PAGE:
“Marketing communications staff Leow Si Wan, 30, says: "Japanese dramas are too subtle in the way emotions are expressed and the plot development can be slow. K-drama is more dramatic and allows you to immerse yourself in a make-believe world. "Also, for the series Boys Over Flowers, the Korean version of the four guys is also definitely better looking than the cast in the Japanese version.” [Ibid]
“Assistant professor Liew Kai Khiun of Nanyang Technological University, whose research areas include television dramas and popular music in Southeast Asia, partly attributes the Hallyu revolution to the Korean government's push to promote all things Korean abroad.He says: "Unlike their Japanese counterparts, the Korean government and the media industry invest significantly in promoting the K-wave in the world as part of the efforts in strengthening the republic's soft power.” [Ibid]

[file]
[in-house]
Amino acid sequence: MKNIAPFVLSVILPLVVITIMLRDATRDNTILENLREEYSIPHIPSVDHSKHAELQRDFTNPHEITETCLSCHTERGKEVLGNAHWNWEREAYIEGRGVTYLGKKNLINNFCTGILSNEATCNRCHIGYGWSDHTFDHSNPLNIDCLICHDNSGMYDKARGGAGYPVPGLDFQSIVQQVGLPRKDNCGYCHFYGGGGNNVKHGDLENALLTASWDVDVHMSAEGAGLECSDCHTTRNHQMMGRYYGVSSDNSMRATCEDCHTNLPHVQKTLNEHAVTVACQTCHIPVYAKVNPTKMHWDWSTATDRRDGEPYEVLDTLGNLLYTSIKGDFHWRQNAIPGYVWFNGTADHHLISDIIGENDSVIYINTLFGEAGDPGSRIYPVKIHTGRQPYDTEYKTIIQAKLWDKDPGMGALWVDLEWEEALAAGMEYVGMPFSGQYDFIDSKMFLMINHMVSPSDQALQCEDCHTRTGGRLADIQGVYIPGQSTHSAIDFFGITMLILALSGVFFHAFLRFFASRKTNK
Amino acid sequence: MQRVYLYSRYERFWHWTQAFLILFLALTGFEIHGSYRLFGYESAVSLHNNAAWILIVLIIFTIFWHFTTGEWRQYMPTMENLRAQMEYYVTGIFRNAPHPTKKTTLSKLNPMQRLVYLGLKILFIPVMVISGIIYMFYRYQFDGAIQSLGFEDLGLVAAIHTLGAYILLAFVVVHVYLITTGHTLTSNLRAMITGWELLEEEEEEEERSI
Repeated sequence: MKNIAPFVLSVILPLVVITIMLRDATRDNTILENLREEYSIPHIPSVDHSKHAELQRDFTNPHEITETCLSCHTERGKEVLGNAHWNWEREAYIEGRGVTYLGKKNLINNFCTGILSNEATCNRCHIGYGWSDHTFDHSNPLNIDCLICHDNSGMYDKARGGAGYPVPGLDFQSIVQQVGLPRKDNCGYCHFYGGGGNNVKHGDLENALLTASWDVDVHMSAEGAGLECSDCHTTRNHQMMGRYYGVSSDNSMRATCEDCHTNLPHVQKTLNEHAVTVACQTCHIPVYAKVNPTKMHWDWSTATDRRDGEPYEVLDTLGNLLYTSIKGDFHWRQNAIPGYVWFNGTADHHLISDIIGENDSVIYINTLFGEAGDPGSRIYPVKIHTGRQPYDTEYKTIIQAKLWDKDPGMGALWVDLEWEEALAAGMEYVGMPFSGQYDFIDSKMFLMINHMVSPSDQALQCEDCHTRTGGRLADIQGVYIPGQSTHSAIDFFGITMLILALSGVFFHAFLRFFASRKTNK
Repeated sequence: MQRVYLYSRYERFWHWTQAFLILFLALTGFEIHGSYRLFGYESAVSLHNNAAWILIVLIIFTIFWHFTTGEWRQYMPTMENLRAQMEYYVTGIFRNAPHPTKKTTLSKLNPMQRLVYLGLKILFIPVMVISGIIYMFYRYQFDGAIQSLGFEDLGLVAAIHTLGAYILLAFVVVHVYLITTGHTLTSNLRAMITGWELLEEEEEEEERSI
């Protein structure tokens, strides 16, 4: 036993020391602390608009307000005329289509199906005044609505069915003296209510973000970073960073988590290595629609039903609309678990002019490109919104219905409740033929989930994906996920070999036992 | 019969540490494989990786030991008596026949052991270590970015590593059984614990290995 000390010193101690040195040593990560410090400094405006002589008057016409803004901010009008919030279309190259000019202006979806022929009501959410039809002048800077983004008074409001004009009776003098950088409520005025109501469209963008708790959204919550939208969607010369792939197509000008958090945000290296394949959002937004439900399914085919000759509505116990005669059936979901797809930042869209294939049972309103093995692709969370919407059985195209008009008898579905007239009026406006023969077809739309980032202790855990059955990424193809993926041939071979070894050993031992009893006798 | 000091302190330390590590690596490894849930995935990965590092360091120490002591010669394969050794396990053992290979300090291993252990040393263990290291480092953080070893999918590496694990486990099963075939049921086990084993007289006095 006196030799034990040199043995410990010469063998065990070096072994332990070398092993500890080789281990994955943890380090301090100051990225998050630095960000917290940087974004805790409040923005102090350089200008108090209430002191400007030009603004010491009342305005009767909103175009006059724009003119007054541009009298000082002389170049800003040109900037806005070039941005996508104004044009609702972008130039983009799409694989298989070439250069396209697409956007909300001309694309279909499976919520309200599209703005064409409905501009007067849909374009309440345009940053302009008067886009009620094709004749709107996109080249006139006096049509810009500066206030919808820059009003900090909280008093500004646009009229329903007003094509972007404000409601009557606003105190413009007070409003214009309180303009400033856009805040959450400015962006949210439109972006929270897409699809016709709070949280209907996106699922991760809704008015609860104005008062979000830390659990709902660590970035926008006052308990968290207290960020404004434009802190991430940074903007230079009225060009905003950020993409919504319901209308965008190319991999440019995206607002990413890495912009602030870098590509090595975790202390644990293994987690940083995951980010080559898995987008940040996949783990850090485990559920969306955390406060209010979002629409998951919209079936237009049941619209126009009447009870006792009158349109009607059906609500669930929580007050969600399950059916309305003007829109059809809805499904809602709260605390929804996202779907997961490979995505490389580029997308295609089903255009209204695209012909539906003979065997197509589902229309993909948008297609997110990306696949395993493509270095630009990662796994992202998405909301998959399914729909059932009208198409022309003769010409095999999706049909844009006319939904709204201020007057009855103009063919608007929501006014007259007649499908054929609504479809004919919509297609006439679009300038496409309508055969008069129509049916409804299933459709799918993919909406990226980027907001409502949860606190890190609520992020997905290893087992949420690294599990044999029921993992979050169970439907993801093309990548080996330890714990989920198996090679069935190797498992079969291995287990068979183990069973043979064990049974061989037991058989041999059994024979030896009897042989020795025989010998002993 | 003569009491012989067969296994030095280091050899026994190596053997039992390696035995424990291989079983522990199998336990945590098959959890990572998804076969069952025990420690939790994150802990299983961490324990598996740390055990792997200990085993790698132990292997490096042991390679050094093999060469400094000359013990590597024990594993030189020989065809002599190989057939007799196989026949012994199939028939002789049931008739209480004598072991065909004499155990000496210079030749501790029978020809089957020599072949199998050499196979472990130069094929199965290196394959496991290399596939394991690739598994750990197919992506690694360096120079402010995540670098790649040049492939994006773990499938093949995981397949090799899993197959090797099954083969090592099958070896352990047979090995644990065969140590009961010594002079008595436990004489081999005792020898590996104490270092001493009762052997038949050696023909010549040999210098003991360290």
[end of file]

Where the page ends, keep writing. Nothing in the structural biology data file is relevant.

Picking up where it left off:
“In Singapore, the Korean government has previously organized and co-funded Korean pop concerts, and has supported the Korean Film Festival, which has been held here annually for the last five years. In 2006, a website was even set up by the Korea Tourism Organization which combined cast details of popular Korean dramas with information about filming locations to attract visitors. [Ibid]
Image Sources: You Tube, Japan Zone, Japan Sugoi, xorsyst blog, bionic bong, Bright Lights
Text Sources: New York Times, Washington Post, Los Angeles Times, Daily Yomiuri, Times of London, Japan National Tourist Organization (JNTO), National Geographic, The New Yorker, Time, Newsweek, Reuters, AP, Lonely Planet Guides, Compton’s Encyclopedia and various books and other publications.
© 2009 Jeffrey Hays
Last updated August 2012